A variant of the virus first detected in the United Kingdom was confirmed to have been found in Maine on Feb. 10, according to Maine CDC officials. The strain, as with other new versions of the virus, is believed to be 20 to 70 percent more contagious than the previous versions circulating in the country. There are at least two other new strains circulating in the U.S. — one from South Africa and one from Brazil. Neither has been discovered in Maine.

Both vaccines have been found to work against the U.K. strain, but are less effective against the original version of the virus and even less effective against the South African strain. Neither of those findings have been peer-reviewed, however, and both companies have said they are working on booster shots to protect against the variants.

READ MORE ON MAINE COVID VACCINATIONS

How do the vaccines work?

The two approved vaccines in use right now are both mRNA vaccines, meaning they use genetic material present in all cells that sends instructions to cells on how to make a piece of a protein unique to the coronavirus. The body responds by producing antibodies that fight off what it believes is an infection, producing the immune response.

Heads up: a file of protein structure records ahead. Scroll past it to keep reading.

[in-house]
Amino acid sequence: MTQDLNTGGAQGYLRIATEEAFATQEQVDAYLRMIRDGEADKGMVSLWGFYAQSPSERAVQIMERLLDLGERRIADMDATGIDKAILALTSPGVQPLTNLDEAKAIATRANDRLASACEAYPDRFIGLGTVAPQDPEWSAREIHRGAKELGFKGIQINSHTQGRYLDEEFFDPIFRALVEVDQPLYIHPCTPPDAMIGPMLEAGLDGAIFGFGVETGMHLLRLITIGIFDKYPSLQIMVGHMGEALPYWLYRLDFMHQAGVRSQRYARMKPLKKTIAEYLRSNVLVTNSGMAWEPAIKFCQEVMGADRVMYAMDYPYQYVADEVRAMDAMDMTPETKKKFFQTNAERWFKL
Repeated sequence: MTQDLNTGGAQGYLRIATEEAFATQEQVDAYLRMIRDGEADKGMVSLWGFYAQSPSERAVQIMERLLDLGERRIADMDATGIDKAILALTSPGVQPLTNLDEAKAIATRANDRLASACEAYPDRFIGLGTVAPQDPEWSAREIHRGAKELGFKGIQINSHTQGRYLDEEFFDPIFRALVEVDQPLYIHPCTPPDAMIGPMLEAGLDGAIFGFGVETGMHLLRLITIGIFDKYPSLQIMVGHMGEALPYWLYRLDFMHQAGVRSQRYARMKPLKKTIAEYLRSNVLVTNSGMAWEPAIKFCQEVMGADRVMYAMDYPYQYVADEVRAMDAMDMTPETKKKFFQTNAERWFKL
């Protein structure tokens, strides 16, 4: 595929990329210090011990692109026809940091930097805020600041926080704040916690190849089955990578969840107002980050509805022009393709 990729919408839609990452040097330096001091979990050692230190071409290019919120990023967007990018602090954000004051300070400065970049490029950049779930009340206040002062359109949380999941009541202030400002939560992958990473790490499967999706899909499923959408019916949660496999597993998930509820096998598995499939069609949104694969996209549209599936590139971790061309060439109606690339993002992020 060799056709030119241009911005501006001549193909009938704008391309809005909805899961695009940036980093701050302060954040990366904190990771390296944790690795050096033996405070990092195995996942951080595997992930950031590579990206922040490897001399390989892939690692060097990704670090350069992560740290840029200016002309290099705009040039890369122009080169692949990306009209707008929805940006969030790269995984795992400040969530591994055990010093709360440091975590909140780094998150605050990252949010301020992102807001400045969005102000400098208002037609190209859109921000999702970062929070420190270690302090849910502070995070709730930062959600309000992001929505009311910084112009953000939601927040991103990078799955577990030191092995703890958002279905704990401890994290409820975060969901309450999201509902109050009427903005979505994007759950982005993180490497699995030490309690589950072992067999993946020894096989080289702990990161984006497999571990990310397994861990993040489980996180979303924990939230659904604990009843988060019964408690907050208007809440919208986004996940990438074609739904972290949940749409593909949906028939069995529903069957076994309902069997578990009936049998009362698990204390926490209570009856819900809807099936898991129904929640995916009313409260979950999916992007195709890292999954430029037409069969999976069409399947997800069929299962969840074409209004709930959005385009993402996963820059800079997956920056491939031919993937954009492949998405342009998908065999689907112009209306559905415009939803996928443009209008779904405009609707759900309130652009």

I’ve been vaccinated. When can I see people again?

One of the biggest outstanding questions about the vaccines is whether they keep you from getting sick outright or if they only prevent the symptoms of the virus, meaning you could still be infected once vaccinated and pass it on to others.

The federal CDC notes it is also possible you could get infected in the few weeks after being vaccinated as your body builds immunity to the virus. It is likely public health measures meant to curb the virus’ spread, such as mask-wearing and social distancing, will continue even as the vaccine becomes more widely available.

What are the side effects of the vaccine?

Side effects like redness or pain around the injection site, fatigue, a low-grade fever or chills and nausea are common in the hours or days after getting vaccinated for the coronavirus or other ailments. More serious side effects have been isolated and rare. The U.S. CDC recommends anyone who has been sick with COVID-19 wait until they have met the criteria to stop isolating before getting vaccinated.